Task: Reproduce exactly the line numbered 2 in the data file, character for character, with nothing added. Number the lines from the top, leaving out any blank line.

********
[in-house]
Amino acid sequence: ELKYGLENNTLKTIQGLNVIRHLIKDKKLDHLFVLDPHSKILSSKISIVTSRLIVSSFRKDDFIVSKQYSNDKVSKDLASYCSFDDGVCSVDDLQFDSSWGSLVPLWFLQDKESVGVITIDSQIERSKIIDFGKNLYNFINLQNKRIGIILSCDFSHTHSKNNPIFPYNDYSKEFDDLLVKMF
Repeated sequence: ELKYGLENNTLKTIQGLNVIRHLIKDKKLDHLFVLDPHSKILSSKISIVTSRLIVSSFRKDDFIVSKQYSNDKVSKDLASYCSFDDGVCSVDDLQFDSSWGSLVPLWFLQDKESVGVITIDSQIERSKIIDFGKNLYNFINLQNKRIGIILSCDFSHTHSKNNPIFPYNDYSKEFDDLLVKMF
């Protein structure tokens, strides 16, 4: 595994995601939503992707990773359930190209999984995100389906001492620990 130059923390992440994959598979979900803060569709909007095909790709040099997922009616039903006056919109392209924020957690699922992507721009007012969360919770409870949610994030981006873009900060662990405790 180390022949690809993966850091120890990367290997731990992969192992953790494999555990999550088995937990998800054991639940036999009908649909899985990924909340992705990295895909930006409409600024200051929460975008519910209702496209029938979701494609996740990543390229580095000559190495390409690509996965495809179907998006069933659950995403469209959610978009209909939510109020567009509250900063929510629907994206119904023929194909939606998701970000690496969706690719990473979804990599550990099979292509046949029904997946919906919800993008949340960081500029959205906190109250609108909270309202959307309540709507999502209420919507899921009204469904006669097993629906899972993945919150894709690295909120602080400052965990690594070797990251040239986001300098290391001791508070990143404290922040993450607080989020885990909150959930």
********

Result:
Amino acid sequence: ELKYGLENNTLKTIQGLNVIRHLIKDKKLDHLFVLDPHSKILSSKISIVTSRLIVSSFRKDDFIVSKQYSNDKVSKDLASYCSFDDGVCSVDDLQFDSSWGSLVPLWFLQDKESVGVITIDSQIERSKIIDFGKNLYNFINLQNKRIGIILSCDFSHTHSKNNPIFPYNDYSKEFDDLLVKMF